If you think your mobile phone is already deeply embedded in your life, consider the critical role it will have in just a few years. As the importance and sensitivity of the data handled by mobile phones increase, so do the repercussions of the devices falling into unauthorized hands. Manufacturers and app developers will need to implement creative ways of authenticating legitimate phone users without relying on awkward passwords and PINs.
Here are a few creative options for determining whether an authorized person is using the phone:
- Scan the user’s fingerprint while the person is holding the phone. Apple’s purchase of AuthenTec fueled speculations that Apple will include a 2D fingerprint reader in an upcoming iPhone.
- Identify the unique walking pattern of the phone’s user using an accelerometer already built into many smartphones. This authentication approach is described in a paper titled Pace Independent Human Identiﬁcation Using Cell Phone Accelerometer Dynamics.
- Examine the user’s appearance using the phone’s built-in camera, potentially looking at eye patterns, facial geometry or ear shape. One such approach is described in the paper Face and Eye Detection for Person Authentication in Mobile Phones. For another example, consider EyeVerify’s authentication software based on eye vein biometrics.
- Analyze the phone user’s thermal imaging patterns as means of authentication. This approach is described in the paper Thermal Imaging As A Biometrics Approach To Facial Signature Authentication. For an example of thermal imaging phone technology, see the IR-Blue accessory for iPhone and Android devices.
- Tune into the user’s voice patterns to authenticate the person using approaches outlined in the paper Shedding Some Light on Voice Authentication and implemented by researchers in the context of mobile phones.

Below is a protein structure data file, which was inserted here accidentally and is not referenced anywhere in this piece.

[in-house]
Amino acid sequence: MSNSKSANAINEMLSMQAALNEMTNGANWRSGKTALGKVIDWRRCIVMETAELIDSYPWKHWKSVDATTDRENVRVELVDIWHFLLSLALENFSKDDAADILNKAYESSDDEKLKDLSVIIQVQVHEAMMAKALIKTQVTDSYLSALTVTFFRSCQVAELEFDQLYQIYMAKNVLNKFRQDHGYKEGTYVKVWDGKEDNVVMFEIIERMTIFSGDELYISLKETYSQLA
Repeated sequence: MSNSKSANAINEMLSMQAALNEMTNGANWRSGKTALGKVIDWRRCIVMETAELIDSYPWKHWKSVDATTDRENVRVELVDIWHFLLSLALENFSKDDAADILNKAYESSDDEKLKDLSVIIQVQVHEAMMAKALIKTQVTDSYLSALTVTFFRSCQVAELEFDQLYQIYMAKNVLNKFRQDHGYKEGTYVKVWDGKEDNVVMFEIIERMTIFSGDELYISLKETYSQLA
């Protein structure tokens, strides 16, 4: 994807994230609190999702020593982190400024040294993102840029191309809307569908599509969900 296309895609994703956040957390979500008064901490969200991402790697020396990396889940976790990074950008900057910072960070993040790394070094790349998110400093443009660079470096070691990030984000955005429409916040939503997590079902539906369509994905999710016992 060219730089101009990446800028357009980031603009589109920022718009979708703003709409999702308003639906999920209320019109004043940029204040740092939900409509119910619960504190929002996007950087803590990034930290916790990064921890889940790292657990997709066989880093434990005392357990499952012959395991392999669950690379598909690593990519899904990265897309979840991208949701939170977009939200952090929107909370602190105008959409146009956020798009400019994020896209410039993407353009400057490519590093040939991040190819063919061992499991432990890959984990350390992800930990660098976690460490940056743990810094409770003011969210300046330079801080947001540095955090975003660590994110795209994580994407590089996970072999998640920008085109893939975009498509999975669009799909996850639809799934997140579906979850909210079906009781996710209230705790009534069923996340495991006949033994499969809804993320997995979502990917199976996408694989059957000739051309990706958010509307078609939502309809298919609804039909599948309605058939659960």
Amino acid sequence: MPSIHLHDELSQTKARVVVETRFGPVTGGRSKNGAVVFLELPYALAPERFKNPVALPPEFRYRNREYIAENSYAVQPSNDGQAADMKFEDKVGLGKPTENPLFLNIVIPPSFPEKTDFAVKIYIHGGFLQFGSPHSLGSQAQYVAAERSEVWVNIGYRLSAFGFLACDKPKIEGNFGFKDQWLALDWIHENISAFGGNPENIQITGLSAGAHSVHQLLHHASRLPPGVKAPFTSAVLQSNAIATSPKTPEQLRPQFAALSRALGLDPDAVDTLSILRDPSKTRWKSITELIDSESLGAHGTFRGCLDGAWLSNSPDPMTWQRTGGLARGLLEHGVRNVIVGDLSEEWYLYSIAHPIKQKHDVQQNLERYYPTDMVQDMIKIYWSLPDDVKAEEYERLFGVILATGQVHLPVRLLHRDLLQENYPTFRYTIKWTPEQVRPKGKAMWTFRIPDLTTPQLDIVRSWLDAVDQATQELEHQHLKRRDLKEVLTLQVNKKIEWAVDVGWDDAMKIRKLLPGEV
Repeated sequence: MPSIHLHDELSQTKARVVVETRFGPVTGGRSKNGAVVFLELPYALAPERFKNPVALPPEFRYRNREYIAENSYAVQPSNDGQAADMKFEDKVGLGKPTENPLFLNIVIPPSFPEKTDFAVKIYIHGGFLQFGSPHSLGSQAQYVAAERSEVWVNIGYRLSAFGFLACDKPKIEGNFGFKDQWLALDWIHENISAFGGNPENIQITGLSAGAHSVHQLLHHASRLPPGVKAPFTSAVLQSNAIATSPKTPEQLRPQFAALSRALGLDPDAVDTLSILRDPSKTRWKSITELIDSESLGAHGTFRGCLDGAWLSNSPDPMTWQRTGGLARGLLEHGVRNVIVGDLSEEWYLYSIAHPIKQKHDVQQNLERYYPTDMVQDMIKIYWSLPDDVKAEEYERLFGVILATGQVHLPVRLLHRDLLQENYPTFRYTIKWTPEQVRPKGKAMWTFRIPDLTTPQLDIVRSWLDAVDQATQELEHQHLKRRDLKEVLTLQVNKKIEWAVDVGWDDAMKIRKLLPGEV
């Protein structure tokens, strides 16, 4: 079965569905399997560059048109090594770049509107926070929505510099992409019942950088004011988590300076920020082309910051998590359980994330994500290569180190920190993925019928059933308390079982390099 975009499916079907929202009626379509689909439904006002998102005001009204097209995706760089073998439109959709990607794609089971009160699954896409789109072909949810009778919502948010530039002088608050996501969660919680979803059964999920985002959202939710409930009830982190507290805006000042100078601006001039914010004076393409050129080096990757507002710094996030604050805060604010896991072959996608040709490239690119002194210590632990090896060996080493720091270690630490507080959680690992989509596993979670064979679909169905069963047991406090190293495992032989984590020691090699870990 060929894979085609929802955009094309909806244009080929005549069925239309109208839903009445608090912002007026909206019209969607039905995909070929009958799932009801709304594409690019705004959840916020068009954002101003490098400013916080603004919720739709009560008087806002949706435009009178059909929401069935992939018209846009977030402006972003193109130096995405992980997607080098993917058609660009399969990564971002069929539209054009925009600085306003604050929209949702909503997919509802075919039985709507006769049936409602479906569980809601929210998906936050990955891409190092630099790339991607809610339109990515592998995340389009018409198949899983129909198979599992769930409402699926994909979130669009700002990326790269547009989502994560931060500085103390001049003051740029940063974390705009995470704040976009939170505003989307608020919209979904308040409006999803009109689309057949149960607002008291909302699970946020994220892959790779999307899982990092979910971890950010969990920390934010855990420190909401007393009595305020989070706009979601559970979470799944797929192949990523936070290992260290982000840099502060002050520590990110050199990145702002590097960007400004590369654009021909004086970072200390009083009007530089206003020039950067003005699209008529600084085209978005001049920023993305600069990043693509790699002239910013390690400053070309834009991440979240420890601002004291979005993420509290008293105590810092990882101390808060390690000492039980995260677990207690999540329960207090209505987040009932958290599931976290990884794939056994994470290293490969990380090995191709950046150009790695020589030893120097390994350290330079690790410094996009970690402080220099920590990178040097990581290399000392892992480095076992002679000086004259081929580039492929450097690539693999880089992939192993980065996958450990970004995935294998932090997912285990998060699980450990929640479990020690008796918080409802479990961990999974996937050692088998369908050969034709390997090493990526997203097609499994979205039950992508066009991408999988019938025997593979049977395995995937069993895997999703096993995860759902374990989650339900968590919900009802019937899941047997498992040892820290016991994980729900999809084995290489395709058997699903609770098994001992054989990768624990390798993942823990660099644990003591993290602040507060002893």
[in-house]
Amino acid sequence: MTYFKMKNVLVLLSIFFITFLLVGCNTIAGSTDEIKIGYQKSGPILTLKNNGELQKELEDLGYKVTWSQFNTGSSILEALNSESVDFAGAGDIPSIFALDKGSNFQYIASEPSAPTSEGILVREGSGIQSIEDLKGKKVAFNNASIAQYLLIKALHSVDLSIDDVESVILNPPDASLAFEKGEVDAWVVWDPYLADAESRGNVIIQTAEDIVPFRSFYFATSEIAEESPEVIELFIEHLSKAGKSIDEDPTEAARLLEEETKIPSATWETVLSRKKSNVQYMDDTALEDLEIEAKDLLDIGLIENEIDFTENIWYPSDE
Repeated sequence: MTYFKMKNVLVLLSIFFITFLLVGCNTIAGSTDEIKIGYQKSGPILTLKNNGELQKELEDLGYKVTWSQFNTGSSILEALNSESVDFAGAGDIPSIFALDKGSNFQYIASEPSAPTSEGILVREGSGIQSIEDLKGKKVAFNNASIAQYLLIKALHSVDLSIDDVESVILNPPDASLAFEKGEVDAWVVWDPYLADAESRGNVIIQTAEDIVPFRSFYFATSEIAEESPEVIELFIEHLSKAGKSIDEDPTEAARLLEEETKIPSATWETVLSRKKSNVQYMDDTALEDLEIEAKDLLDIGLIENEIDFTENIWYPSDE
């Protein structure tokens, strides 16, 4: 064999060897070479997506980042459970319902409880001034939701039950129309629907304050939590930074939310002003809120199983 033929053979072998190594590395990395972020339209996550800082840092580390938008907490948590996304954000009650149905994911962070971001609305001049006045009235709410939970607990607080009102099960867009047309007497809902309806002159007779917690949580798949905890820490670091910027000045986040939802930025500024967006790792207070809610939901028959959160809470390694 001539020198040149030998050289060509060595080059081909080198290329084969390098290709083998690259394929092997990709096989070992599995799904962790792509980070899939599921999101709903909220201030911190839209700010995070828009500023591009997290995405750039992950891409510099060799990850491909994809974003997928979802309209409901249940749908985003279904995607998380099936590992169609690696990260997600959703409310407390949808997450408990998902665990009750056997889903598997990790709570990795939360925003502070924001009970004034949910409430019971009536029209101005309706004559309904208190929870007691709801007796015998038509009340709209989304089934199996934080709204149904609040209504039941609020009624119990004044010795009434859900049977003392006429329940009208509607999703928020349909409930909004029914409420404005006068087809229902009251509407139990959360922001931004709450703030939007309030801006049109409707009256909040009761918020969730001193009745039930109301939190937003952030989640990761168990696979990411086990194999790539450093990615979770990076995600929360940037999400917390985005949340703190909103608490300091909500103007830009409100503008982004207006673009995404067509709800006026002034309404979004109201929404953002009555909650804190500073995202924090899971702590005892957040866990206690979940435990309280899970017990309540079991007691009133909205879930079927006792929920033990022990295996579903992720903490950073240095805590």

- Sense the manner in which the user holds the phone, paying attention to the strength of the grip or finger placement. This approach is being discussed in the context of firearms—see papers Hangrip Recognition and Algorithm Design for Grip-Pattern Veriﬁcation in Smart Gun. It could be applied to mobile phones, too.
Authentication factors above might not work on their own, but they could be combined with each other to reach the right balance between false positives and false negatives.
For additional context, the authentication decision could account for the expected bio-pattern of the legitimate user, such as the heart rate range that could be obtained using activity trackers that integrate with phones, such as FuelBand, Fitbit or UP. The phone could also pay attention to the user’s breathing patterns, in the style of the Breathing Zone iPhone App.The decision could also incorporate the person’s expected physical location and activities (i.e. jogging); for an example of the phone can “predict” the user’s activities see the Google Now app.
Innovative authentication options are gradually becoming available for mobile phones. More will come to light over the next few years. In the next decade, we’ll see authentication mechanisms that effortlessly tie the bio-measured identity and context with the phone’s hardware and software functions. In some ways, it will be hard to distinguish between the mobile device and its user.
For a follow up to this post, take a look at Beyond Logins: Continuous and Seamless User Authentication.